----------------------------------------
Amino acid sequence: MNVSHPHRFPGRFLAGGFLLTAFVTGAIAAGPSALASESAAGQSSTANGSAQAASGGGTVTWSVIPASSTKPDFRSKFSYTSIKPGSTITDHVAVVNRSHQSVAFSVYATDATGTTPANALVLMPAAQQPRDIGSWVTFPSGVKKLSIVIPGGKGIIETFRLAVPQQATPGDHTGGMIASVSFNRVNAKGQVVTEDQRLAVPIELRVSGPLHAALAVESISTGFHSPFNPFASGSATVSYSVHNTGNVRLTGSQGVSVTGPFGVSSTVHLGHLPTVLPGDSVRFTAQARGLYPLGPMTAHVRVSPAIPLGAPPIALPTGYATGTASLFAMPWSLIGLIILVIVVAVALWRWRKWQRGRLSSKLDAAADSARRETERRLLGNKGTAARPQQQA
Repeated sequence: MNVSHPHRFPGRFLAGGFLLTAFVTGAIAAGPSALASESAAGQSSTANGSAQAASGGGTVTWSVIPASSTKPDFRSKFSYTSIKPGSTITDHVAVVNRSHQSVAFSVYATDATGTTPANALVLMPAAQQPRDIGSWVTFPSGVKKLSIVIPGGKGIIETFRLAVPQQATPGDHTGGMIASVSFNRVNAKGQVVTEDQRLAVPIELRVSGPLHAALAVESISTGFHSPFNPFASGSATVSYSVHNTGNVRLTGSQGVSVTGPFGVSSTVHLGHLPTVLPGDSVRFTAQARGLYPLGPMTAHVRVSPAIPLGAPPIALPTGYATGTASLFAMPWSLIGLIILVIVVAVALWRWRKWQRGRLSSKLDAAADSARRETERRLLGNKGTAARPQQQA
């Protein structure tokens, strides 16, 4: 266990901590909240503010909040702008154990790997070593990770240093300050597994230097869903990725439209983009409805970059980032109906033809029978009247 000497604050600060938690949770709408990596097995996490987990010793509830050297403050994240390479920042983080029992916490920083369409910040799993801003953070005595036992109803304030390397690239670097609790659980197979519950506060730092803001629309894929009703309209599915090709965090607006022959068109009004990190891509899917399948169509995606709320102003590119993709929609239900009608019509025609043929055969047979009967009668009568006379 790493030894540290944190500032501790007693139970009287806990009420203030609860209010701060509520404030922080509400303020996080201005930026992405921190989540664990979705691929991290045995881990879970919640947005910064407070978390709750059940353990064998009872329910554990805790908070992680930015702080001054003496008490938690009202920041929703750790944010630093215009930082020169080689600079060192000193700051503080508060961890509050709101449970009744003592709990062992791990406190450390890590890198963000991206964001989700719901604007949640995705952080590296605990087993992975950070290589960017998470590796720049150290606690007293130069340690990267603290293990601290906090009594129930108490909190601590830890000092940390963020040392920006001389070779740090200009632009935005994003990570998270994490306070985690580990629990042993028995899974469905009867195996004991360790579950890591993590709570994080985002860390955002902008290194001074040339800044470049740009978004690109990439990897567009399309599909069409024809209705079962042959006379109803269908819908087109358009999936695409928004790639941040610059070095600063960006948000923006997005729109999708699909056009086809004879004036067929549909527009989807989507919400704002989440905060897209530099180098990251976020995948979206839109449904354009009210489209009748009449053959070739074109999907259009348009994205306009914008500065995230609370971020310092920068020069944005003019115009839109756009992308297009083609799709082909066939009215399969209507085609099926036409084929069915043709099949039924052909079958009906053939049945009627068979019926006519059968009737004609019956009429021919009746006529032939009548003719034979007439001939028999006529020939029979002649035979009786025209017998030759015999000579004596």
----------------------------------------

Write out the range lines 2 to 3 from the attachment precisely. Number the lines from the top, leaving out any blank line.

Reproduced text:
Repeated sequence: MNVSHPHRFPGRFLAGGFLLTAFVTGAIAAGPSALASESAAGQSSTANGSAQAASGGGTVTWSVIPASSTKPDFRSKFSYTSIKPGSTITDHVAVVNRSHQSVAFSVYATDATGTTPANALVLMPAAQQPRDIGSWVTFPSGVKKLSIVIPGGKGIIETFRLAVPQQATPGDHTGGMIASVSFNRVNAKGQVVTEDQRLAVPIELRVSGPLHAALAVESISTGFHSPFNPFASGSATVSYSVHNTGNVRLTGSQGVSVTGPFGVSSTVHLGHLPTVLPGDSVRFTAQARGLYPLGPMTAHVRVSPAIPLGAPPIALPTGYATGTASLFAMPWSLIGLIILVIVVAVALWRWRKWQRGRLSSKLDAAADSARRETERRLLGNKGTAARPQQQA
């Protein structure tokens, strides 16, 4: 266990901590909240503010909040702008154990790997070593990770240093300050597994230097869903990725439209983009409805970059980032109906033809029978009247 000497604050600060938690949770709408990596097995996490987990010793509830050297403050994240390479920042983080029992916490920083369409910040799993801003953070005595036992109803304030390397690239670097609790659980197979519950506060730092803001629309894929009703309209599915090709965090607006022959068109009004990190891509899917399948169509995606709320102003590119993709929609239900009608019509025609043929055969047979009967009668009568006379 790493030894540290944190500032501790007693139970009287806990009420203030609860209010701060509520404030922080509400303020996080201005930026992405921190989540664990979705691929991290045995881990879970919640947005910064407070978390709750059940353990064998009872329910554990805790908070992680930015702080001054003496008490938690009202920041929703750790944010630093215009930082020169080689600079060192000193700051503080508060961890509050709101449970009744003592709990062992791990406190450390890590890198963000991206964001989700719901604007949640995705952080590296605990087993992975950070290589960017998470590796720049150290606690007293130069340690990267603290293990601290906090009594129930108490909190601590830890000092940390963020040392920006001389070779740090200009632009935005994003990570998270994490306070985690580990629990042993028995899974469905009867195996004991360790579950890591993590709570994080985002860390955002902008290194001074040339800044470049740009978004690109990439990897567009399309599909069409024809209705079962042959006379109803269908819908087109358009999936695409928004790639941040610059070095600063960006948000923006997005729109999708699909056009086809004879004036067929549909527009989807989507919400704002989440905060897209530099180098990251976020995948979206839109449904354009009210489209009748009449053959070739074109999907259009348009994205306009914008500065995230609370971020310092920068020069944005003019115009839109756009992308297009083609799709082909066939009215399969209507085609099926036409084929069915043709099949039924052909079958009906053939049945009627068979019926006519059968009737004609019956009429021919009746006529032939009548003719034979007439001939028999006529020939029979002649035979009786025209017998030759015999000579004596």